Presented for your consideration (as Rod Serling would say): a great and powerful society, yet one whose laws and culture were a standing offence to God and in open defiance of His Law. At the heart of this society stood a principle that the Christians within it abhorred. This principle was supported by the full force of draconian law, and promoted throughout its educational system. There was no escape: from the time children were young they were bombarded with the varied elements of this principle, which was suffused throughout the entire educational process. Teachers had no choice but to acquiesce, for the principle was universal through that culture. The society considered itself to be based on justice, the rule of law, and tolerance, and Christians who objected to this principle were denounced as narrow, bigoted, perverse, mean-spirited, for their opposition to the majority. Everyone else accepted this principle: what was the Christians’ problem? When the Christians refused to go along and openly denounced this principle, they were persecuted, both informally and formally, both experiencing hostility from their neighbours as well as through civil penalties.
Though one might perhaps guess that I am describing America in the twenty-first century in the light of the recent decision of the Supreme Court, I am actually describing Rome in the third century, and the principle referred to above is not same-sex marriage, but idolatry. I refer to such long dead history because such history is not long dead. The issue of Christians facing a hostile environment is perennial. More than that, it is the norm: “If they persecuted Me, they will persecute you” (John 15:20). “All who desire to live a godly life in Christ Jesus will be persecuted” (2 Tim. 3:12). The persecution of the first three centuries of the Church’s existence was not anything strange or foreign, but our default mode in this age. Nero and Diocletian were the norm; Constantine and Justinian the exception. Byzantium was a blip. (A long blip, admittedly, but a blip.) Things since then have not gone crazy, but have simply been in the long process of returning to normal. In the catacombs of the Christians there is a sign which reads, “Home Sweet Home”. And anyway, in North America there is no actual persecution; for the real stuff you have to go overseas.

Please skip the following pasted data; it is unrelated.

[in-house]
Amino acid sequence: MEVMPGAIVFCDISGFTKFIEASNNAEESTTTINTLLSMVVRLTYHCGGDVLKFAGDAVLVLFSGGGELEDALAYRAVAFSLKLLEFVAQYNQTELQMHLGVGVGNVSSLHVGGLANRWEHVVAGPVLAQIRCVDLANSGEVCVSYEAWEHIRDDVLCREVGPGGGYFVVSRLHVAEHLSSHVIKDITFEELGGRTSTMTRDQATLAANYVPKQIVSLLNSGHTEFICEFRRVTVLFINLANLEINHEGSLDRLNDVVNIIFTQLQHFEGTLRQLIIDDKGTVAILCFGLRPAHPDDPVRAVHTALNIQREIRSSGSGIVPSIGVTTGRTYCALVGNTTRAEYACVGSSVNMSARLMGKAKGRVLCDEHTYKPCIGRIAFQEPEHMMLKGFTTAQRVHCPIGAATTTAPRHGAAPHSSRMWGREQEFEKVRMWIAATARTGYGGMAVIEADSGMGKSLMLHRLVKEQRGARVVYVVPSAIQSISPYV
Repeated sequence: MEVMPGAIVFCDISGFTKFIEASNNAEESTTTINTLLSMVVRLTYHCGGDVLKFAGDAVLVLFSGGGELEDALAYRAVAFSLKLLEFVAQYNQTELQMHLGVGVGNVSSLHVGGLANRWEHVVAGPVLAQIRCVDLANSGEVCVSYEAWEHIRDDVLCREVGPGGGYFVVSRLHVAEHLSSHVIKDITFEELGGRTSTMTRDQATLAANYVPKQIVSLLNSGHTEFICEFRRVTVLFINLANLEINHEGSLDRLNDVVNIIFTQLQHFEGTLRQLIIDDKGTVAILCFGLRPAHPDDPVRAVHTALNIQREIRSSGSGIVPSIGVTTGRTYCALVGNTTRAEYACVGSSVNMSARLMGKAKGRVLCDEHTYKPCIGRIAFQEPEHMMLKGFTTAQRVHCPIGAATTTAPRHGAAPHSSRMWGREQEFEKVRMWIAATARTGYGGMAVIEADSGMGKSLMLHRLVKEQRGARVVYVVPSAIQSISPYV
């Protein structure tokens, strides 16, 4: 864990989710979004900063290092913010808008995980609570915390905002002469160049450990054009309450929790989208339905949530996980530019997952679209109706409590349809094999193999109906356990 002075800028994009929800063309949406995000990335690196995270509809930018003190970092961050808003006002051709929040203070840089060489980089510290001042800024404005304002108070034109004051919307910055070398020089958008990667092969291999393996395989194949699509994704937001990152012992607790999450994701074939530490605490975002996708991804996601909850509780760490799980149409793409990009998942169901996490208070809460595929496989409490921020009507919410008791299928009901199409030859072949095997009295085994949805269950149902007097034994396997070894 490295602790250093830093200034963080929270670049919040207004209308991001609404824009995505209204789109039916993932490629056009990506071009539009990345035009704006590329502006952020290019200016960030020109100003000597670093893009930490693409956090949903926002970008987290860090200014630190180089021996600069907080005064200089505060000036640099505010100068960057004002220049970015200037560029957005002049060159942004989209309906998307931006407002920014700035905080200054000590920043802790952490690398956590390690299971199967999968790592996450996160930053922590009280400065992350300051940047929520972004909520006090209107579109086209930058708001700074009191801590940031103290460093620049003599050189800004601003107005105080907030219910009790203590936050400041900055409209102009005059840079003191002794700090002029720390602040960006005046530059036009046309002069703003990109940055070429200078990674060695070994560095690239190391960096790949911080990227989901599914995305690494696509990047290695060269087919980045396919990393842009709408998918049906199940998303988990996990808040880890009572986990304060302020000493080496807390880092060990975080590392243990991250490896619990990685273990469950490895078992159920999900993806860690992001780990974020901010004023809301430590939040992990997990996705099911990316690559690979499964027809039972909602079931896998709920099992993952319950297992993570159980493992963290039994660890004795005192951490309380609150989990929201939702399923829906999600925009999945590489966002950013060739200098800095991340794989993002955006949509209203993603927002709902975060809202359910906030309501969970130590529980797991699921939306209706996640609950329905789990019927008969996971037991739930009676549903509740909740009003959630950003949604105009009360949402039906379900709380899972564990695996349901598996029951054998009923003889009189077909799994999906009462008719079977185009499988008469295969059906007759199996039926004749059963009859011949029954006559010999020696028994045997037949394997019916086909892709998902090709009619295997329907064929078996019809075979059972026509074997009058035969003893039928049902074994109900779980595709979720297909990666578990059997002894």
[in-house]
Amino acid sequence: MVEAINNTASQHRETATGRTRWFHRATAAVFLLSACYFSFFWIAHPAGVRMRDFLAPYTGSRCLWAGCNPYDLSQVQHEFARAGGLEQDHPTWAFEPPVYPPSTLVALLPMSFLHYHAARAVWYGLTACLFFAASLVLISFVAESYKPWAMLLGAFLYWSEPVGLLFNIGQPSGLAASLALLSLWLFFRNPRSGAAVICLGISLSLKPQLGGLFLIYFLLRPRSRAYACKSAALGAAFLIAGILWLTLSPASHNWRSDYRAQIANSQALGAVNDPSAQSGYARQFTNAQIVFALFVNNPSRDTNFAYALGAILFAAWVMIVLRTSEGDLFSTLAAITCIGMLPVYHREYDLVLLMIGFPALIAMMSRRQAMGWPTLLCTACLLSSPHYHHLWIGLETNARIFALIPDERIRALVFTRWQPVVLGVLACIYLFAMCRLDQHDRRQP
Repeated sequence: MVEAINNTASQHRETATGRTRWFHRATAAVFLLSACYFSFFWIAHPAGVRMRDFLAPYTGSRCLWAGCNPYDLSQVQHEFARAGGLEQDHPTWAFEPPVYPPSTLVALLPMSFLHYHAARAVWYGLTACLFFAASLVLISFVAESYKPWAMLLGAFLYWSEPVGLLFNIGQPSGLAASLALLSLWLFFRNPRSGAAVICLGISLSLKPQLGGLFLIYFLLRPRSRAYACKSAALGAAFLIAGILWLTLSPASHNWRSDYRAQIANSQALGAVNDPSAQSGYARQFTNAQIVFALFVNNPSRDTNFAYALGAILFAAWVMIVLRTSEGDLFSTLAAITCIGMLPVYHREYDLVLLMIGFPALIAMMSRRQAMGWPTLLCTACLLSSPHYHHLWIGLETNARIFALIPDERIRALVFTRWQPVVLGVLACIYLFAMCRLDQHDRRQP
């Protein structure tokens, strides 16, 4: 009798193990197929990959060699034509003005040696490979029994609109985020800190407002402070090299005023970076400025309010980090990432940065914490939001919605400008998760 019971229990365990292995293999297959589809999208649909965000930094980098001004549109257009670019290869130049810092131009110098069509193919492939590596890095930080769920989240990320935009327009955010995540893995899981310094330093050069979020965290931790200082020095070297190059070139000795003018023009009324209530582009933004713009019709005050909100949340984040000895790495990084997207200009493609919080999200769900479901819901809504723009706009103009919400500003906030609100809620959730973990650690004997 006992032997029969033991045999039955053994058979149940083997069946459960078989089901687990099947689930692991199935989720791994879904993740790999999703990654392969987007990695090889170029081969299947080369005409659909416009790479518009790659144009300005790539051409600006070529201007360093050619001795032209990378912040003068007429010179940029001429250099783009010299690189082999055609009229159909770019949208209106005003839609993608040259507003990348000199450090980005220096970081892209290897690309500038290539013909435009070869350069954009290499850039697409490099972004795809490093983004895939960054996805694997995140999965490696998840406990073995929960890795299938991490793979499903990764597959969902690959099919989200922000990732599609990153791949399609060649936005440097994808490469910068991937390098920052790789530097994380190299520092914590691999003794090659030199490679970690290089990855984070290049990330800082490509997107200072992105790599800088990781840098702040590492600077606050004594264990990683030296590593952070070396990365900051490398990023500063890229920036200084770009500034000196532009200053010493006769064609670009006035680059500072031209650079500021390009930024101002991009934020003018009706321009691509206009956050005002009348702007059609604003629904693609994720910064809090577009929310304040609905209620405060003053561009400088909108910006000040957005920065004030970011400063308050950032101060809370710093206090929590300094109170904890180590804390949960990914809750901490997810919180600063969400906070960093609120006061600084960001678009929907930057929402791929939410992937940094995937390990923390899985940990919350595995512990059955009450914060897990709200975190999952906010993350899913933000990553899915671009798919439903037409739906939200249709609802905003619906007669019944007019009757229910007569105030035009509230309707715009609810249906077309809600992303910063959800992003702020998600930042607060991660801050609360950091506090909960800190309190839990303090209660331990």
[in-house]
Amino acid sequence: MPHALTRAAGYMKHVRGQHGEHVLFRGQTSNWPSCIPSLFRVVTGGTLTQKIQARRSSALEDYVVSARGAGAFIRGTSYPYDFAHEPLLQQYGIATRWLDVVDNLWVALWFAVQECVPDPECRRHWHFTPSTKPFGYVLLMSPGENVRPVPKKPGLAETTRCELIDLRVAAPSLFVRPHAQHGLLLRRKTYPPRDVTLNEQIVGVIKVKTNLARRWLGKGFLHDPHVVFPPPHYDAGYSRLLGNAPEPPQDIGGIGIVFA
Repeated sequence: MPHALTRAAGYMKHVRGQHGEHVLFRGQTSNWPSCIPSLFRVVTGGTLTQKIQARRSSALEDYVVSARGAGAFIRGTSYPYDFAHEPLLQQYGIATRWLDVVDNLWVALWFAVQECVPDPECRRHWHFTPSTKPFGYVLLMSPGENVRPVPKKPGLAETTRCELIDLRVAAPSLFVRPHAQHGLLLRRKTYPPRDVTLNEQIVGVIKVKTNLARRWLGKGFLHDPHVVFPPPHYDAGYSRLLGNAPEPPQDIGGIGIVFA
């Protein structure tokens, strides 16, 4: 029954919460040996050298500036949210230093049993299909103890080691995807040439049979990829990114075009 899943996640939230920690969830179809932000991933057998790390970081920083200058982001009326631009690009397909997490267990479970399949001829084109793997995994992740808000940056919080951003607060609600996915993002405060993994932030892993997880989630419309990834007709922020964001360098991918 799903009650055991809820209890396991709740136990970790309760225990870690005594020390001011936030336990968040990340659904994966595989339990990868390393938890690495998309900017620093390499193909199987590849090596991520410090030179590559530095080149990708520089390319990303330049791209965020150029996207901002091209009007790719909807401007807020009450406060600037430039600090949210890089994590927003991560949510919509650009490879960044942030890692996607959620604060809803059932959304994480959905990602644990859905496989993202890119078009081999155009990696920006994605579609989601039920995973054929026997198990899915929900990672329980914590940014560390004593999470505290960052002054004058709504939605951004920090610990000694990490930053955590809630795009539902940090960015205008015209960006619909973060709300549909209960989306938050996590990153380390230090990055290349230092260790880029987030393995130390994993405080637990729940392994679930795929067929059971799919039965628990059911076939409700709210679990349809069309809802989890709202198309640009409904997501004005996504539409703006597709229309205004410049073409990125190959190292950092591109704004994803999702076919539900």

There has been a lot of discussion of the recent decision of the American Supreme Court legalizing same-sex marriage, including much celebration from those who applaud the decision, and much hand-wringing from those who decry it. Some of these latter suggest that God will now abandon America, and that moreover the decision signals the beginning of a draconian persecution of those Americans who still disagree with the ruling and who will publicly denounce homosexual activity as sinful. Some suggest that if the churches will dare to resist the ruling they will be stripped of their tax-exempt status and go under financially. Some have suggested fines or imprisonment for those especially vocal in their protest. Though I do not celebrate or support the decision (being a Canadian, of course, my opinion scarcely matters one way or the other), yet I still cannot subscribe to the various doomsday scenarios sometimes offered. It is not as if the American Supreme Court has been uniformly kind to Christian practice up until now, as the tremendous number of abortions done since the Roe vs. Wade decision in 1973 attests. We also find wide-spread violence in the land, concerns about latent and systemic racism, child pornography, and sexual violence against women. I point these things out not to bash my friends and neighbours to the south, but only to suggest that the recent decision of the American Supreme Court does not represent a substantial sea-change of moral direction, but only the next step in a secular spiral. (I may add that my own Canada is pretty much the same but different, and certainly no better.)
Of course I have no idea whether the recent decision presages an upswing in hostility to Christians of traditional faith, much less a persecution of them. But even if it does, and doomsday scenarios are proved prescient, and dark times come, there is still no reason for panic or to rush around proclaiming that the sky is falling. All it will mean for us is a return to the catacombs. We were fine down there then, and we will be fine now. America has for some time regarded itself as being a Christian nation, with a Constitution and a judiciary enshrining those Christian principles. Some revision of that view may become necessary, as Christians are shoved to the cultural margins and open expression of Christian values becomes increasingly unwelcome. Perhaps America’s identity as a Christian nation is not as secure as some had thought. But our identity as Christians never was tied to any one flag, but to the Cross. It always was the case that here we have no continuing city. A return to the catacombs will simply make that perennial fact more apparent.
America has not yet become Babylon the Great, despite the recent legal ruling. But even if it does, so what? We can peek at the end of the Book, and see how the story will end. And it turns out that it will end with glory, with the kingdom of this world becoming the kingdom of our Lord and of His Christ. Babylon the Great will fall, and when it does, the saints and apostles and prophets in heaven will rejoice, for it had become the dwelling place demons, the haunt of every foul spirit, and every foul and hateful bird (Rev. 18:2).